UC San Diego Gets $150M Donation for Stem Cell Research
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- T. Denny Sanford’s $150 million donation will establish the UC San Diego Sanford Stem Cell Institute.
- Sanford’s previously donated $100 million to the school for stem cell research.
- His latest gift will help the school conduct stem cell research on the International Space Station.
A $150 million donation to the University of California, San Diego will launch stem cell research in laboratories in California – and in low-Earth orbit.
UC San Diego last week announced the donation by T. Denny Sanford to establish the Sanford Stem Cell Institute. Sanford, the founder of First Premier Bank and the chairman and chief executive officer of its holding company, previously donated $100 million to the school for stem cell research.
Sanford’s latest gift, the largest ever made to UC San Diego, will help the school “keep pace with the growing need for regenerative and stem-cell based therapies and accelerate translational stem cell research and discoveries that will transform human health for years to come,” said Catriona Jamieson, MD, Ph.D, who will serve as director of the new institute.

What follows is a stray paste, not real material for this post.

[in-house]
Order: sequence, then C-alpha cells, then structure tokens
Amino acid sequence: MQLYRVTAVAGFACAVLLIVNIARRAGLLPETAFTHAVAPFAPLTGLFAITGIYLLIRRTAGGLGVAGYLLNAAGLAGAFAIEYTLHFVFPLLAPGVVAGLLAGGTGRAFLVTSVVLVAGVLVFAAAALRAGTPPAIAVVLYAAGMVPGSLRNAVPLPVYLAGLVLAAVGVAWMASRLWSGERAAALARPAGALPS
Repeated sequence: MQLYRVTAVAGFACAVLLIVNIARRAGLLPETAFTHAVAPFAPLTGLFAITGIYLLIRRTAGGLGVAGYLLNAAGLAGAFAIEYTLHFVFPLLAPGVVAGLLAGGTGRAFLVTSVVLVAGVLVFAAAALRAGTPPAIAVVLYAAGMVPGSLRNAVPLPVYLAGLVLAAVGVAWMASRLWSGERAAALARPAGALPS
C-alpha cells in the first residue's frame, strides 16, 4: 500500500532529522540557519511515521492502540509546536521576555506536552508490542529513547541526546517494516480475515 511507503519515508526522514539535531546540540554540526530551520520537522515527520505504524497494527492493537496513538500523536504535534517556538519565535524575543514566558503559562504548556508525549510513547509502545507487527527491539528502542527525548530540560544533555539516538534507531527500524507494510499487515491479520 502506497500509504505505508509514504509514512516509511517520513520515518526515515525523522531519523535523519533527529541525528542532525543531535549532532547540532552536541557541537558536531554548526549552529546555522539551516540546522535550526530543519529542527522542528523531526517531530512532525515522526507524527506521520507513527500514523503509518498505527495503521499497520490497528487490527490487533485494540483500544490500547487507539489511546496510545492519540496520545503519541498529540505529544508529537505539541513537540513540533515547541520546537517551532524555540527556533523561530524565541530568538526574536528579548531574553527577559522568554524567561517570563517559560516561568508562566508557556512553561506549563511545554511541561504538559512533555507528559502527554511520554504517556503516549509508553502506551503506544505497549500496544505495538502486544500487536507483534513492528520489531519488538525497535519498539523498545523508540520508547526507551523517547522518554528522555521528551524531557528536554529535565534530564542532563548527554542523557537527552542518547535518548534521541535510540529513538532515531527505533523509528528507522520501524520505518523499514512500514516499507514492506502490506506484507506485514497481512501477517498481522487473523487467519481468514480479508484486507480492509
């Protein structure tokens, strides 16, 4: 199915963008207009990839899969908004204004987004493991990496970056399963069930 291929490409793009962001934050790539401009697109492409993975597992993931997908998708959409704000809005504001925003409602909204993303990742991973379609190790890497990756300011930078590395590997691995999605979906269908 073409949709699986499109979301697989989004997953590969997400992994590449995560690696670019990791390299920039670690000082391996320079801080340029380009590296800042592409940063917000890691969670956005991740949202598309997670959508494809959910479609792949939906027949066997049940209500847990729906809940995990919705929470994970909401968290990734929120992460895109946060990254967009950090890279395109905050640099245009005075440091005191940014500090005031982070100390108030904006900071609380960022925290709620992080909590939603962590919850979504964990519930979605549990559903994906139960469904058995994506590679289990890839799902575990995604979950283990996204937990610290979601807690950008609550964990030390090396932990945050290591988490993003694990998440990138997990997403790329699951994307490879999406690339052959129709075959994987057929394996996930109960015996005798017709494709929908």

Human stem cells are the cells from which all other cells with specialized functions are generated. When modified and repurposed, they have the potential to treat and potentially cure a vast array of conditions and diseases.
Sanford’s previous donation already helped fund programs conducting research accelerating stem cell drug and therapy development in regenerative medicine. Among the programs’ successes cited by UC San Diego are new pharmaceutical treatments for myelofibrosis, a type of bone marrow cancer, and acute myeloid leukemia.
This donation will expand that research and create three new programs:
- The Sanford Stem Cell Education and Integrated Space Stem Cell Orbital Research Program, which will conduct research abroad at the International Space Station.
- The Sanford Stem Cell Fitness and Space Medicine Program, which will conduct in-depth space fitness and orbital medicine that can benefit both astronauts and people living on Earth.
- The Sanford Stem Cell Accelerator, which will support regenerative medicine company development, including contract research in low-Earth orbit.
Radiation and microgravity in space can speed up aging in stem cells, the university said in its announcement. Space-related research can also help researchers create better treatments for cancers and other diseases.